Product performance, and not the presence of patents, has been the far more significant barrier to EV charging competition. When it comes to EV charging competition, more (not fewer) patents―fueled by more (not less) innovation―can be the driver that accelerates us forward into an EV dominated auto industry. Until then, charge at home whenever possible, avoid long road trips in your EV, and if you need to charge while on the road, rest assured that the patent system probably is not the cause of your range anxiety.

About Justin Philpott

Justin M. Philpott is a partner at the law firm Banner Witcoff. He drives an EV powered by his home’s solar panels, and yes, he does experience range anxiety from time to time. While not driving, he counsels clients on various intellectual property matters, with a particular emphasis on patent portfolio development and with a significant interest climate tech. He welcomes new clients looking to make a difference in the EV charging space and climate tech generally. He may be contacted at and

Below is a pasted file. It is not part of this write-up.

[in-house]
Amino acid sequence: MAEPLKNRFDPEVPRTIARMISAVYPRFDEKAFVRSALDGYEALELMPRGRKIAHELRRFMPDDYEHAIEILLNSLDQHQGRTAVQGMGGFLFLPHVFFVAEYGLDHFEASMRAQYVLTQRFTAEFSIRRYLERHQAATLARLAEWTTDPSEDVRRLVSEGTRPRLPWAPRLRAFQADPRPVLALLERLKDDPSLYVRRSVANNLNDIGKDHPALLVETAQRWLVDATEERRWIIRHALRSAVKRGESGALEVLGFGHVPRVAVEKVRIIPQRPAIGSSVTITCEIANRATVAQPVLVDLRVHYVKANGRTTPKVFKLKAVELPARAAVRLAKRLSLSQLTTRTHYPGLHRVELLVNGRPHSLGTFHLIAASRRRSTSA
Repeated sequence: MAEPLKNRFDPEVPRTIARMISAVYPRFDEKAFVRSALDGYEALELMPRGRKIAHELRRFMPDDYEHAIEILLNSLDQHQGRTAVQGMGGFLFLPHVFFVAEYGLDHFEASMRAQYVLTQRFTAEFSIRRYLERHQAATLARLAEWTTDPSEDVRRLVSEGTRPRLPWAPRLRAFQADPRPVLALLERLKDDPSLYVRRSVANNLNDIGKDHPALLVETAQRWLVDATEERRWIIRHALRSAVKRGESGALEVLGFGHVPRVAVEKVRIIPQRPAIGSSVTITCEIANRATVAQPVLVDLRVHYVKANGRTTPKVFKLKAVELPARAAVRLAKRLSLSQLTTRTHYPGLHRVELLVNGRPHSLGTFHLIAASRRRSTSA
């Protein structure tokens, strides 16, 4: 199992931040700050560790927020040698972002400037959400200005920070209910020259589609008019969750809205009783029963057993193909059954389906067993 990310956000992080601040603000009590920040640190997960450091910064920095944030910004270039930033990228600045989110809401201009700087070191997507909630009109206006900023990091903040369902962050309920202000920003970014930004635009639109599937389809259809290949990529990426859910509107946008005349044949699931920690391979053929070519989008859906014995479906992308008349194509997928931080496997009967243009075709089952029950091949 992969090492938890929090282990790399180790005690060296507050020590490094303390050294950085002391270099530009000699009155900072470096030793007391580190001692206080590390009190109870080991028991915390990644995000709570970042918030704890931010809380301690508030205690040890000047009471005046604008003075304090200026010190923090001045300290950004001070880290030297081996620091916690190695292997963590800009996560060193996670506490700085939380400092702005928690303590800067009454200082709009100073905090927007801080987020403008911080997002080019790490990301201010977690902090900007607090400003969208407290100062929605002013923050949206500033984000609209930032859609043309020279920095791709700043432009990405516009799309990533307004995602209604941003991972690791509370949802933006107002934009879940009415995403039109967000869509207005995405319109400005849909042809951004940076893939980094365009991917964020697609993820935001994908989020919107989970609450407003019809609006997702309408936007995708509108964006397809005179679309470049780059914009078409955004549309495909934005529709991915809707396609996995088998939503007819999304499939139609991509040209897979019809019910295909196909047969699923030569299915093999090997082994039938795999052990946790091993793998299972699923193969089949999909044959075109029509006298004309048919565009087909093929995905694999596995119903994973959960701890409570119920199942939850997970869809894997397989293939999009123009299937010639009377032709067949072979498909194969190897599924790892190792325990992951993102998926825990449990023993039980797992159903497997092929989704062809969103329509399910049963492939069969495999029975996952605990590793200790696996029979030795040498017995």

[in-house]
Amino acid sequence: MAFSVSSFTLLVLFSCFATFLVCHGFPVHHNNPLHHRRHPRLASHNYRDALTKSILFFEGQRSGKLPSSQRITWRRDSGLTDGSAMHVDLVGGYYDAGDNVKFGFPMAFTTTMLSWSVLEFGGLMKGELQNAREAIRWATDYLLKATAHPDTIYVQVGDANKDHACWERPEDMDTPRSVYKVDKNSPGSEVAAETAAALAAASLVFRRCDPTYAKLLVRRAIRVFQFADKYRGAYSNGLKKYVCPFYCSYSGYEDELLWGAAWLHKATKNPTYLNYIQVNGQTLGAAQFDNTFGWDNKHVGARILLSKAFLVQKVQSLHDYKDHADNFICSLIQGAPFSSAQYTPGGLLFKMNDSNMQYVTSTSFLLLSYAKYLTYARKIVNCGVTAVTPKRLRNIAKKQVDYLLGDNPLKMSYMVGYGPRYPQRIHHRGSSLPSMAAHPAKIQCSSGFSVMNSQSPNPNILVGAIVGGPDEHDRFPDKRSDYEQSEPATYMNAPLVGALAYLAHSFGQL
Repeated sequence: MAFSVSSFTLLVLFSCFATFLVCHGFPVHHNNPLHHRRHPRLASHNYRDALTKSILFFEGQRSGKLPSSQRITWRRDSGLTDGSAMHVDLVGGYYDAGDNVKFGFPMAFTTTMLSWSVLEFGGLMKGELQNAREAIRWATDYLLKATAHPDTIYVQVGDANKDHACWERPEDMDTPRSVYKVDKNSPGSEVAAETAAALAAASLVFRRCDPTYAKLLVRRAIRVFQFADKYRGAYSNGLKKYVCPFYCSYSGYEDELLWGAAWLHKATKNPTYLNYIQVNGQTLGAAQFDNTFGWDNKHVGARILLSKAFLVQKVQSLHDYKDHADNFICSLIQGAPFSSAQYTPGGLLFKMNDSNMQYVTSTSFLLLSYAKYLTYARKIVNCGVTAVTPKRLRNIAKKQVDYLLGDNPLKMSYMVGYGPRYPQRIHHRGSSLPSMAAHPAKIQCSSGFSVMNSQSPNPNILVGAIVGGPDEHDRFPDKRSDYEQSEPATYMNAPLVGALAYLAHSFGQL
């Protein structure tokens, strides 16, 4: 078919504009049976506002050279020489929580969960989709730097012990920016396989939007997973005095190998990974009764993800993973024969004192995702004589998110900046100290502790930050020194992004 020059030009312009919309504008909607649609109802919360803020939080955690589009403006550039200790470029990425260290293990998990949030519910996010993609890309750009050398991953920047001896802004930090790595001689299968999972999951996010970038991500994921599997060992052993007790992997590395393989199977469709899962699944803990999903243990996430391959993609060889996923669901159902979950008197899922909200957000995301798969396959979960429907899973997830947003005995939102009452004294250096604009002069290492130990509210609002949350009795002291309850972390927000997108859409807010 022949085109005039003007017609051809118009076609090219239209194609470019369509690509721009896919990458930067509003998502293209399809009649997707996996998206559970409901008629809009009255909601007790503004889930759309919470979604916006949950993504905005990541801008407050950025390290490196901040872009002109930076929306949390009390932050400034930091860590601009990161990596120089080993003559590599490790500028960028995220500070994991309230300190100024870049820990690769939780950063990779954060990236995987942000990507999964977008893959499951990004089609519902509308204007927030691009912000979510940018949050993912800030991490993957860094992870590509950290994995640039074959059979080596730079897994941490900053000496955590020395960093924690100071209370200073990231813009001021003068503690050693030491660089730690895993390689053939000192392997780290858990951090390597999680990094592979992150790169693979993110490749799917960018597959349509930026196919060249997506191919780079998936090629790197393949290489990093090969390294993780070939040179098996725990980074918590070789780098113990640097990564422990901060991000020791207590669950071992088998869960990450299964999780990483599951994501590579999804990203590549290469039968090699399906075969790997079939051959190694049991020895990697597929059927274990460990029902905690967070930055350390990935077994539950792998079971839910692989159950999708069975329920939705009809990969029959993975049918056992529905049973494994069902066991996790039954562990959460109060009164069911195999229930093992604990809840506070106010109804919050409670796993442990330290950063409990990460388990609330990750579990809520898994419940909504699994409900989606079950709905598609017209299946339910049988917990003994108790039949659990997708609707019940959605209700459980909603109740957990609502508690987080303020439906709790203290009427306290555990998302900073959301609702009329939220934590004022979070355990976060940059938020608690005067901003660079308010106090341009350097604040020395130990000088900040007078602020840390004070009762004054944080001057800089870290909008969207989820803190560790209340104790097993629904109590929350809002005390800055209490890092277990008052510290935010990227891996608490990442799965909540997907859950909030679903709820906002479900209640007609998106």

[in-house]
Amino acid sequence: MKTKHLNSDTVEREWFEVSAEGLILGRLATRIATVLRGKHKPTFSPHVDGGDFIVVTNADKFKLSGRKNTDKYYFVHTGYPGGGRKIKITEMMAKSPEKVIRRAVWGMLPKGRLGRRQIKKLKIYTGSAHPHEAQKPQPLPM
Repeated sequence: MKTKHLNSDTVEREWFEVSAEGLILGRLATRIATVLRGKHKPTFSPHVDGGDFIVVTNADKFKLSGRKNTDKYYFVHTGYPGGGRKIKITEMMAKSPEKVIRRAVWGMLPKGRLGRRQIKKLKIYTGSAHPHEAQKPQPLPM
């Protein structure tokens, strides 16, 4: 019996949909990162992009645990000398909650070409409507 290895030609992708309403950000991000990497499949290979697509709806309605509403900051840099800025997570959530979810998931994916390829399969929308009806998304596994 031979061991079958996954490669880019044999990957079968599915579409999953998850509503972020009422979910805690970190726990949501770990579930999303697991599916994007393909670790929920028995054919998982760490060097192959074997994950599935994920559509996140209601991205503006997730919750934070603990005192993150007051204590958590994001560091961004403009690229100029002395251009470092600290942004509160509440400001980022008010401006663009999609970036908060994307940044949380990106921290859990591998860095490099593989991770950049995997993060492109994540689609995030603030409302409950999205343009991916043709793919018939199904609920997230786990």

[3] Id.


[5] (quoting JD Power’s survey)

[6] (quoting JD Power’s survey)










[16] Id.


[18] (“BMW, Genesis, General Motors, Honda, Hyundai, Jaguar, Kia, Lucid, Mini, Mercedes-Benz, Nissan, Polestar, Rivian, Toyota, and Volvo have said that their vehicles will also be Supercharger compatible starting in 2024. Mazda, Stellantis, and Volkswagen Group of America (Audi, Porsche, Scout Motors, and Volkswagen) will implement Tesla’s North American Charging Standard (NACS) connector on vehicles starting in the 2025 model year.”)









[27] (listing Y02T at Form PTO/SB/457:


[29] (citing data from Wards Intelligence)

[30] (calculated based on titles of patents relating to EV charging technology)

[31] (as of January 1, 2024)

[32]  (“Does the program cover 5G smart EV chargers? [Answer:] Not today, but we are exploring the potential for a 5G program. Contact us if this is of interest to you either as a licensor or an EV charger manufacturer or charge point operator.”)










Posted: April 16, 2024